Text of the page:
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Jim Jordan’s Big Idea: Enact FISA reform to fix 'system-wide problem'

June 16, 2020

By Brooke Singman | Fox News

The Big Idea is a series that asks top lawmakers and officials to discuss their moonshot — what's the one proposal, if politics and polls and even price tag were not an issue, they'd implement to change the country for the better?

Rep. Jim Jordan, R-Ohio, says reforming the Foreign Intelligence Surveillance Act (FISA) is paramount to protecting U.S. citizens' right to privacy, warning that if a president of the United States can fall victim to misconduct, so can the average American.

Jordan, the top Republican on the House Judiciary Committee, has been a leading voice for FISA reform for months. Jordan helped author the USA Freedom Reauthorization Act of 2020, which passed the House of Representatives this spring and moved to the Senate.

The bill, last month, then returned to the House, with lawmakers poised to consider an amendment and pass the package with bipartisan support. The legislation at first was supported by GOP lawmakers including Jordan as well as House Speaker Nancy Pelosi, D-Calif., and Attorney General Bill Barr.

But then President Trump weighed in, urging opposition "until such time as our Country is able to determine how and why the greatest political, criminal, and subversive scandal in USA history took place!" With Trump calling essentially for further examination of the Russia probe, the bill was tabled and lawmakers moved the effort to conference committee, which is meant to resolve differences and strike a FISA deal that can pass both chambers.

FISA reform became a priority for both Republicans and Democrats following a review from Justice Department Inspector General Michael Horowitz, who revealed significant inaccuracies and omissions by the FBI in a FISA warrant application to surveil former Trump campaign adviser Carter Page in 2016.

Some examples of reform Jordan has proposed include the appointment of an adviser to represent all U.S. persons targeted by FISA if they are a federal office holder, a political candidate, a campaign employee or volunteer, or part of a media organization — unless there is probable cause showing they have engaged in espionage, terrorism, or proliferated weapons of mass destruction. .

Jordan also proposed that the attorney general have final sign off on all FISA applications targeting a federal official or political candidate, or someone on a candidate's staff.

Jordan has also suggested that the president, with advice and consent of the Senate, be the one to appoint judges to the Foreign Intelligence Surveillance Court (FISC), instead of unilateral appointment by the chief justice of the Supreme Court.

Many of Jordan's proposals will be considered during conference committee meetings in the coming weeks, his office said. The Ohio lawmaker discussed his plans with Fox News:

What is your big idea?

FISA reform. That's at the heart of what happened. Trying to make sure that the American people understand exactly what happened, and how it was carried into the Mueller probe.

In a letter [Former White House Counsel] Emmet Flood wrote to the attorney general a year ago, or more now, when the Mueller report was just coming out, he said "we would all do well to remember if it can happen to a president of the United States, imagine what they can do to you and I."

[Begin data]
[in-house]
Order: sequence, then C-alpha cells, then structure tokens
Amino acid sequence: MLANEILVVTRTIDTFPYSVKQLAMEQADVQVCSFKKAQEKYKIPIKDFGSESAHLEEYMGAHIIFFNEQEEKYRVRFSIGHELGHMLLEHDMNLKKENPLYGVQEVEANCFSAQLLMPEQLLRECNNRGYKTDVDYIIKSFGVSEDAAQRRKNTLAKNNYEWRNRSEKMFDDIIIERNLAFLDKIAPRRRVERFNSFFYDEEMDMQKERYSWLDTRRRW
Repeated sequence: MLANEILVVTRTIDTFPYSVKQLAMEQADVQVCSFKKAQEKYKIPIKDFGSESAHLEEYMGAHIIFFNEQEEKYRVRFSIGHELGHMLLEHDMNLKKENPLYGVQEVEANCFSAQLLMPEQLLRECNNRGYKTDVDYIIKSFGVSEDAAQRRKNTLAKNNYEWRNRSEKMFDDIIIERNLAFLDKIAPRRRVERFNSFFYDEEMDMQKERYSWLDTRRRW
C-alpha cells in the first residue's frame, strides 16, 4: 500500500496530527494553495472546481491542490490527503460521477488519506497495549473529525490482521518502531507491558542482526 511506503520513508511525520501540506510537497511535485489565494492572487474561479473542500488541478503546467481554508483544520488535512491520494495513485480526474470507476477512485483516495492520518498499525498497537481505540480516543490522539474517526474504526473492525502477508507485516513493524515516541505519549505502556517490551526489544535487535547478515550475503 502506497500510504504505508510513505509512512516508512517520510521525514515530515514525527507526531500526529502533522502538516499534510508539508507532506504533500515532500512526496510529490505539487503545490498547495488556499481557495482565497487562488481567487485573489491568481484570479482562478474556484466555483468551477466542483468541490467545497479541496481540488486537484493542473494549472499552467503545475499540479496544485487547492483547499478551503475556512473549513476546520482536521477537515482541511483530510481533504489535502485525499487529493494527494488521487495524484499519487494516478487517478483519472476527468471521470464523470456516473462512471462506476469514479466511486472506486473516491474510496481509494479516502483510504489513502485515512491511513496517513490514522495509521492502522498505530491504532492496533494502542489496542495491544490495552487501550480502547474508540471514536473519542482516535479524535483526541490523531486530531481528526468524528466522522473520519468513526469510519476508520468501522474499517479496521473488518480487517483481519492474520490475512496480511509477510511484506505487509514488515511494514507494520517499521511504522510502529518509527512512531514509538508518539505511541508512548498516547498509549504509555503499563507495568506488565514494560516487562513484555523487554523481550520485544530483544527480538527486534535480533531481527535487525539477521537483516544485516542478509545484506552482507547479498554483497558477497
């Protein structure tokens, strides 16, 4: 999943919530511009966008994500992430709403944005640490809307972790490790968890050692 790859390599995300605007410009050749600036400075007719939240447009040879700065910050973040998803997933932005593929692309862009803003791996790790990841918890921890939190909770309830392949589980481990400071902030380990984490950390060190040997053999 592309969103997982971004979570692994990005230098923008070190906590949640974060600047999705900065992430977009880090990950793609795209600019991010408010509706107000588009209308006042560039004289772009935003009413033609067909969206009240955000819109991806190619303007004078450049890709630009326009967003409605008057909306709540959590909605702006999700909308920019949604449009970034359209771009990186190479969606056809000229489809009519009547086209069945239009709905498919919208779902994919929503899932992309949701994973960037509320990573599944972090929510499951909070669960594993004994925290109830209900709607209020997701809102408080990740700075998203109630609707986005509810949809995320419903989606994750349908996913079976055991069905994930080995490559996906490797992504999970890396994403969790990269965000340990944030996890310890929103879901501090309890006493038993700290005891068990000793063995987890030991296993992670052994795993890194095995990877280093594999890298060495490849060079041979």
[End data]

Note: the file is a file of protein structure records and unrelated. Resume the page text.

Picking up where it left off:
And so for me, that's always been the focus. They did this to a president, they did it to a three-star general in General FlynnAnd what does that mean for you? For members of Congress? And most importantly, for the folks I get to represent?

What are some of the reforms you are proposing?

We had a number of basic reforms at the process level with the FBI and with the Justice Department, having more eyes look at the applications before it goes to the FISA court so that there is less potential for what they did with the Carter Page FISA happening again.

We will have the attorney general when it involves someone in a political context, will have to actually review it and sign off on it.

Those are just some safeguards that are in the nuts and bolts of the process there.

Tell me why FISA reform is so important to you?

Two reasons. One, what happened to Carter Page, but, just as important, and frankly, maybe more important are the reports that Mr. Horowitz has done—one on Carter Page's FISA—where he looked at that and came back and said there were many errors and omissions and outright falsifying of documents to build the case to go to the FISA court.

And then we have the most telling—this was the memorandum alert that Mr. Horowitz put out at the end of March, and it talks about a separate FISA evaluation he was doing on the whole FISA system. He had looked at 29 cases—randomly selected—and he found major, major mistakes in all 29 cases—particularly with the Woods File, which is the basis of evidence that's then used to validate information to take to the court—there were problems in all 29 cases' Woods Files.

And in four of the 29, they couldn't even find a Woods File—that you're required to have under their own rules.

They had their own set of rules and didn't follow their own set of rules. And Mr. Horowitz has said this is a system-wide problem.

So that is why we need reform.

What do you say to those who say further FISA reform would take a vital tool out of the hands of the intelligence community?

I point to the U.S. Constitution.

I point to the facts that we got from the 29 cases that Mr. Horowitz looked at, and there were problems with every single one.

The president is concerned because he knows it was used against him and knows the implications this has on all U.S. persons.

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